Nice. The ebikes definitely help feeling more comfortable riding around town. I’m sure the warmer weather will bring out a few this year.

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My family and I also bike, walk or bus to church in Raleigh. Ever since I read “The High Cost of Free Parking” I tell my kids and friends at church that one day I’m going to run for city council and my slogan is going to be “God can pay for parking”. Any church that is seriously concerned their God will let their church collapse unless subsidized by free parking should probably just give up and try another God.

At first they laugh, but then they realize I’m not joking about how bad parking mismanagement is for everyone—even churches. I have seen first hand poor parking management lead to the closing of one church in Raleigh and an equally tragic relocation of another. I’ve seen numerous other cases where it hurts the very people they want to serve.


While this is still a hot topic, let me just drop this:

multi-use paths = asphalt sidewalks and should not be considered sufficient bike infrastructure.

Hot take.

Why not? What do you consider to be sufficient bike infrastructure? I like multi-use paths for slower moving bikes.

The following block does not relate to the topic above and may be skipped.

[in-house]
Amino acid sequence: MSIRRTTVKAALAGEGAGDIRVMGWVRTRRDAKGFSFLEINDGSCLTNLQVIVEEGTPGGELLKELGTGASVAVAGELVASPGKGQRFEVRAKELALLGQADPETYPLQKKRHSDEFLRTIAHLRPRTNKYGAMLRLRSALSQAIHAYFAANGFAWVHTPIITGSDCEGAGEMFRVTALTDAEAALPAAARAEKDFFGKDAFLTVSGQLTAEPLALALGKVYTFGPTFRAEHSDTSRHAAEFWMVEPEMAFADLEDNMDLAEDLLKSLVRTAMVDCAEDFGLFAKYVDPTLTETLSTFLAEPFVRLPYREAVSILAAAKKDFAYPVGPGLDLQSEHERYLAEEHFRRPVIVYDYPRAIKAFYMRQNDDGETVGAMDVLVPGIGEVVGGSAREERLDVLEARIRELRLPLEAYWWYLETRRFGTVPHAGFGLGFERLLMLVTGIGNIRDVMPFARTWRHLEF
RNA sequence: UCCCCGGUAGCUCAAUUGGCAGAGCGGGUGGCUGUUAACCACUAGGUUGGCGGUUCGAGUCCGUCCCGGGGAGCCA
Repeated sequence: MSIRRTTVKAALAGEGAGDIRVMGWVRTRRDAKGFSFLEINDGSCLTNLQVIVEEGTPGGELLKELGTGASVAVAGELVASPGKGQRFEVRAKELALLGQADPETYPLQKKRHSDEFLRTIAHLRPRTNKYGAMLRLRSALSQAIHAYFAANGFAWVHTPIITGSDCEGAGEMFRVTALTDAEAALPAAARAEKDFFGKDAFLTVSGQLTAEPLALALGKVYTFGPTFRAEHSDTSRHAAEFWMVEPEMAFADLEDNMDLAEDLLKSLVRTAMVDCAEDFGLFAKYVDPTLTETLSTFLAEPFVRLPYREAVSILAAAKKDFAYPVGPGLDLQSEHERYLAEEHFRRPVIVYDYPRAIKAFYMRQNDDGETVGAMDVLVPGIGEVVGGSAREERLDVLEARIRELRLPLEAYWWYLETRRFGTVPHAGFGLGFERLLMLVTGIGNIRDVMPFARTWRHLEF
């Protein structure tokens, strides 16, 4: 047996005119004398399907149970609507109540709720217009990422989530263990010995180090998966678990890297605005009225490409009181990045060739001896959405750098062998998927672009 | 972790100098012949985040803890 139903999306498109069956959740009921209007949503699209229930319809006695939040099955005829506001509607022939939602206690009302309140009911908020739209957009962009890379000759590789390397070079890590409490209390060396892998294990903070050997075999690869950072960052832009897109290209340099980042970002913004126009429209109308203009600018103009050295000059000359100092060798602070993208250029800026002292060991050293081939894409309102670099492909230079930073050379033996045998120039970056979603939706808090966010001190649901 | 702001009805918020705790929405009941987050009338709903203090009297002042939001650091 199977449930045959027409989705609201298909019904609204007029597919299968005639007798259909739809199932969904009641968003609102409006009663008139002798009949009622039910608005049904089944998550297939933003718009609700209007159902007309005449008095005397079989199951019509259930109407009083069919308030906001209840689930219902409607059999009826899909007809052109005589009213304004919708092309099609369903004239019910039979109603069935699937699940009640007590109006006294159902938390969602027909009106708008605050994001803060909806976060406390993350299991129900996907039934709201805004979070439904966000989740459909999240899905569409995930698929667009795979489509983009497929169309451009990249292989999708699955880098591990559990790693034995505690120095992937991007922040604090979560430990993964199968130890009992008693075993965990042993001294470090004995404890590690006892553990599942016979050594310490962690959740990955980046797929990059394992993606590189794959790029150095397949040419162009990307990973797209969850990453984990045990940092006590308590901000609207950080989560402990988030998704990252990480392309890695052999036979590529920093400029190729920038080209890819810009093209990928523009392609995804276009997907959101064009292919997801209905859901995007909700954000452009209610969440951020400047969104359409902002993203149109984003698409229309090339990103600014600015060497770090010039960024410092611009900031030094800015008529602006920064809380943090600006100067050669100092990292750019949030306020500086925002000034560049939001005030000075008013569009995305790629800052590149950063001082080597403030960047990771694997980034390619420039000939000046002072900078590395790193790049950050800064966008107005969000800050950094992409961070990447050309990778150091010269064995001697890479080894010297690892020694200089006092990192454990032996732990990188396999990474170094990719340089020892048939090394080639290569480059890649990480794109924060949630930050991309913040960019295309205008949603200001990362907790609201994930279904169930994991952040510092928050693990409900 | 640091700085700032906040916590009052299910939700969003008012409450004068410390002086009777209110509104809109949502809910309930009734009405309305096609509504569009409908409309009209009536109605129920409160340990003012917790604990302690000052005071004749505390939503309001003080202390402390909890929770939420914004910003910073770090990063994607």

On my ebike I typically feel comfortable riding in traffic. On my regular bike not so much. If it’s flat or downhill sure, but biking up a hill at 4-8 mph is not as comfortable when you’re sharing the road with traffic. More experienced cyclists would feel more comfortable on the road and are more than likely biking faster anyway.

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It’s dangerous for slow walkers, parents with strollers, and people with disabilities who need a lot of space. Bikers and scooter riders who are going relatively fast could injure a pedestrian if they don’t see them in time.

The outcome would be better than a car vs. pedestrian accident but kids and the elderly aren’t always physically fit to handle a heavy bike hitting them going 8-10 mph. All of that could be limited by the separation of bikers and pedestrians.

Our local trails during a cool summer day are great examples why we should separate the two modes. My dad had to swerve into a ditch with cobble stones because a group of people going in one direction were taking up the entire trail and didn’t hear his bell.